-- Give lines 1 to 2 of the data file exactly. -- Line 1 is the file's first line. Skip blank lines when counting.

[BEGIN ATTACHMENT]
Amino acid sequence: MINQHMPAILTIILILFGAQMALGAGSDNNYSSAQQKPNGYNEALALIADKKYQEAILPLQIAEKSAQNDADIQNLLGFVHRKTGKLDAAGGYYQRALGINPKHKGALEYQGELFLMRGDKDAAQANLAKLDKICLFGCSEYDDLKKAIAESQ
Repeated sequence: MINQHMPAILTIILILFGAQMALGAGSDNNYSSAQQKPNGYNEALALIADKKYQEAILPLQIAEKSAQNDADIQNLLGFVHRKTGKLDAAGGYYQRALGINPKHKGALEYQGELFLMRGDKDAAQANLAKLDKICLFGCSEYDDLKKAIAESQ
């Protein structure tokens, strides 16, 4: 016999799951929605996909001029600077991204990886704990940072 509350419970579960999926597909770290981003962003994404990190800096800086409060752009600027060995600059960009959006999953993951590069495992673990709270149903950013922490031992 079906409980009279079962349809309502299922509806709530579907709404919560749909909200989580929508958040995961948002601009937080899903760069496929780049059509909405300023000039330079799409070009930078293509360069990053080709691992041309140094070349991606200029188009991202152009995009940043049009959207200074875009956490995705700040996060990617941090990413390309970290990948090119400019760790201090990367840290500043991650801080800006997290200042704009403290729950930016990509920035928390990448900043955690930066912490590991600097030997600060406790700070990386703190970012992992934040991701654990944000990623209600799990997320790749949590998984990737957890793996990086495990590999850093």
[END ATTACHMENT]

Amino acid sequence: MINQHMPAILTIILILFGAQMALGAGSDNNYSSAQQKPNGYNEALALIADKKYQEAILPLQIAEKSAQNDADIQNLLGFVHRKTGKLDAAGGYYQRALGINPKHKGALEYQGELFLMRGDKDAAQANLAKLDKICLFGCSEYDDLKKAIAESQ
Repeated sequence: MINQHMPAILTIILILFGAQMALGAGSDNNYSSAQQKPNGYNEALALIADKKYQEAILPLQIAEKSAQNDADIQNLLGFVHRKTGKLDAAGGYYQRALGINPKHKGALEYQGELFLMRGDKDAAQANLAKLDKICLFGCSEYDDLKKAIAESQ